5.2. Instance Variables

The first thing that you should include in the body of a class are attributes. Remember those? Attributes are the characteristics that we use to describe objects of a class. The way that we create attributes within our classes is by declaring variables at the very top of our class definition. These are special variables, so they have a special name; they are called instance variables. Are you putting two and two together right now? Where have you seen the word instance before? Hmmmmmm?


We saw the word instance when we learned that the keyword new tells our computer to create a new object from a class. In other words, these variables will be used to store information that is specific to the objects that we create. And that makes sense because instance variables are attributes! We’re coming full circle now! :D

What does it look like to actually add instance variables (cough attributes cough) to our class definitions? Here’s our Dog example again, except now it contains three instance variables:

class Dog{
  String name;
  String breed;
  int age;

And here is our Song class:

class Song{
  String[] artists;
  double length;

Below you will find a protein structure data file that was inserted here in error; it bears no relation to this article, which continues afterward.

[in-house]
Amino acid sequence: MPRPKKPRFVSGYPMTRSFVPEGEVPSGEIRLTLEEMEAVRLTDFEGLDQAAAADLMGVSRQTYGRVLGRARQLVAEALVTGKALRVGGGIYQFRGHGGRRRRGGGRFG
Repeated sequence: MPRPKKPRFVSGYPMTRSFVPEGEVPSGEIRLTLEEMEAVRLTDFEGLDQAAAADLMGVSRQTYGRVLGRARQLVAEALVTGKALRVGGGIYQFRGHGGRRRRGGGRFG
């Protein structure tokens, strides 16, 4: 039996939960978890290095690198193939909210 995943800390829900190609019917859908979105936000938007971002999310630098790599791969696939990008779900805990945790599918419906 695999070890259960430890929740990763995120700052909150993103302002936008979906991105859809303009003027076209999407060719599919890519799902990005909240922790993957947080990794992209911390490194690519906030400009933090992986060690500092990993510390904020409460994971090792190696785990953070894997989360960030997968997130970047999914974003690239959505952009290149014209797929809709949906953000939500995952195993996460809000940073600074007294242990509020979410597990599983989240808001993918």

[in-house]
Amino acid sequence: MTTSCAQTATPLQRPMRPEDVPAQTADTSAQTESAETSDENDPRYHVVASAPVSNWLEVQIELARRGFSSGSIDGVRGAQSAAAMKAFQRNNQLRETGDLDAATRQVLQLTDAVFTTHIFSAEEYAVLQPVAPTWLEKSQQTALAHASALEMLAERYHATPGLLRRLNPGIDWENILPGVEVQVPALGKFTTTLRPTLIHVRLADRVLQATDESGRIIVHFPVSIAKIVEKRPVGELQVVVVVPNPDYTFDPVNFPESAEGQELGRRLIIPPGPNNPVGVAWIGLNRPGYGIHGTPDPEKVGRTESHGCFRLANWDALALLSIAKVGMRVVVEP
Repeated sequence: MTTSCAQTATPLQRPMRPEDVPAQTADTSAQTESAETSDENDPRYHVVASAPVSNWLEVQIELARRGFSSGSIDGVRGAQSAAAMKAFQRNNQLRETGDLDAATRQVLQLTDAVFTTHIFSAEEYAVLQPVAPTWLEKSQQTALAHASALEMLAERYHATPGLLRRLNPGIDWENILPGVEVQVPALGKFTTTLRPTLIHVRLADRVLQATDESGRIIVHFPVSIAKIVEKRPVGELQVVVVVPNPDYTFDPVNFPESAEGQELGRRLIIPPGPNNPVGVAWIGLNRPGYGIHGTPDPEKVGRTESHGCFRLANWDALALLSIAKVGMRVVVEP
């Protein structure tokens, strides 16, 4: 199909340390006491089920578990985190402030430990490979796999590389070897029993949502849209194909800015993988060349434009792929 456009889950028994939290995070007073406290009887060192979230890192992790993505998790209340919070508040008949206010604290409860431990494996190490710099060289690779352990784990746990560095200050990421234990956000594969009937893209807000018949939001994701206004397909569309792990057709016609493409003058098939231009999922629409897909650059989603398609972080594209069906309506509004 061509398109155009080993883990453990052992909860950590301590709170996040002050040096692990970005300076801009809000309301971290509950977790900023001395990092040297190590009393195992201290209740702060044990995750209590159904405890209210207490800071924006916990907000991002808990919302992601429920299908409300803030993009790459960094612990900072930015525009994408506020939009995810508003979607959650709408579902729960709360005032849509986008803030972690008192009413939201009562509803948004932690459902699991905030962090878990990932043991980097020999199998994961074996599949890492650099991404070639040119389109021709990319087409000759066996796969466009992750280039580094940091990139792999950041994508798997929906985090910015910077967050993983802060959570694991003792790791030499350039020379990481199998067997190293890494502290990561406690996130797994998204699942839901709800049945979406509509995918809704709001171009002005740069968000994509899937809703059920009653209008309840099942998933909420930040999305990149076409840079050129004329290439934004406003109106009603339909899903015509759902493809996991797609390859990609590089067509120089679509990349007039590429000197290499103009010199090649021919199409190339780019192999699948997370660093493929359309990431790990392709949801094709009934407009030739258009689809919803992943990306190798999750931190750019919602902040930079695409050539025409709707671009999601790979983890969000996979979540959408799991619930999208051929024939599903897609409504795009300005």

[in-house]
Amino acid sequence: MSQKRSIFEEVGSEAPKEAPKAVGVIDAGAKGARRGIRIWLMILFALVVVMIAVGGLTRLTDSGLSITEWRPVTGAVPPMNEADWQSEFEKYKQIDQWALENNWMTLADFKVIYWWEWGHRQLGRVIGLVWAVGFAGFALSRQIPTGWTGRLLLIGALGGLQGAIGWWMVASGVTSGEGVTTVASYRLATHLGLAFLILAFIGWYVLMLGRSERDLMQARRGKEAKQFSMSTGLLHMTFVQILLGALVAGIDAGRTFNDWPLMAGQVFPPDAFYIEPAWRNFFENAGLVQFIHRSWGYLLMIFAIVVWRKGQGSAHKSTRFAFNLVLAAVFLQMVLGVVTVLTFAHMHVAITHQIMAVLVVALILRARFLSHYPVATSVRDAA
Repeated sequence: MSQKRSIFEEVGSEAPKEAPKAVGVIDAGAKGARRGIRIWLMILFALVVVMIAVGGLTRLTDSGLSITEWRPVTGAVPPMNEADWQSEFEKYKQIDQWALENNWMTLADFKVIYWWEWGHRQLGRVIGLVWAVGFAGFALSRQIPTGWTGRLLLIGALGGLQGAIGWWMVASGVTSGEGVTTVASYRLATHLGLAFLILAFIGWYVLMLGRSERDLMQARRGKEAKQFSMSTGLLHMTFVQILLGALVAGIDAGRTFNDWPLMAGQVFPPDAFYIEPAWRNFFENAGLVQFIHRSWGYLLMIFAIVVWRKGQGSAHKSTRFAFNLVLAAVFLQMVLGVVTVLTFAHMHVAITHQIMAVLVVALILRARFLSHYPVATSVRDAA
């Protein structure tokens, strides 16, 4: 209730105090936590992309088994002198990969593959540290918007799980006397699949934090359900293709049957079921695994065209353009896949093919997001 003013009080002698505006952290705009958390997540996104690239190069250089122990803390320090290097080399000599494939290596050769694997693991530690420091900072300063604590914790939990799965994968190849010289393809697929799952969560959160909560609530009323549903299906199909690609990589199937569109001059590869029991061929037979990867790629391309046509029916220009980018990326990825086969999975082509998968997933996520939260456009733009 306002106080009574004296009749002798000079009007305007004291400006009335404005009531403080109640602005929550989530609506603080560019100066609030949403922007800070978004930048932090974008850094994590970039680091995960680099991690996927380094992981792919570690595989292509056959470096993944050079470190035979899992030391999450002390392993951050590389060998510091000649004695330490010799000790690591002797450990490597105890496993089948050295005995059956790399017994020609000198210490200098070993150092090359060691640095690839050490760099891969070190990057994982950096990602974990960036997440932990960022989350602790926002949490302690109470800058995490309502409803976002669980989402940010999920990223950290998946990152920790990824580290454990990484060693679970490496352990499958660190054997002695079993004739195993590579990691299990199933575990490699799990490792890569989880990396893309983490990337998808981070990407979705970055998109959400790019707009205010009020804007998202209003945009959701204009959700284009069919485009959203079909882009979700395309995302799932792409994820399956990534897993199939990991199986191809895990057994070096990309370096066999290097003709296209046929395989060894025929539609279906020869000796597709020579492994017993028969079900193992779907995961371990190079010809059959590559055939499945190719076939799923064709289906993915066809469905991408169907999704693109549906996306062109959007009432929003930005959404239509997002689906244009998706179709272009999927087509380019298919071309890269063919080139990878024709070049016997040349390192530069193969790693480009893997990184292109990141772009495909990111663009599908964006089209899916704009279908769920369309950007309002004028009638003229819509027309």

String genre;

You may be wondering why we are only declaring the instance variables, instead of declaring and initializing them to a value. Although it is totally possible to initialize our instance variables to values at the top of our class definition, we often save that for later in our Java programs. Think about why that may be.


If we were to initialize an instance variable to a particular value at the top of our class, then every object instantiated from the class would have that value for said attribute. If we wait to initialize these variables until later, then we can be specific about what object gets what piece of information. Don’t worry if this isn’t terribly clear right now – we will continue to examine cases where we see both. Here is an example of a class where it might be more appropriate to initialize an instance variable right away:

class Game{
  int score = 0;
  boolean hasWon = false;
  String characterChosen;

In this example, any Game object instantiated from the Game class will have a score attribute that is initially set to 0 and a hasWon attribute that is set to false. This intuitively makes more sense because most games start where no one has won and everyone’s score is 0. It does not make sense for every dog to be named “Fido” or for every Song to be 2 minutes and 45 seconds long.

I would also like to say that it’s ok to disagree with the attributes that I have chosen to list within any of the examples above. This is where programming becomes really personal. For example, if you believe that dogs are more than a name, breed, and age, then your class will look different than mine and that’s totally ok. :)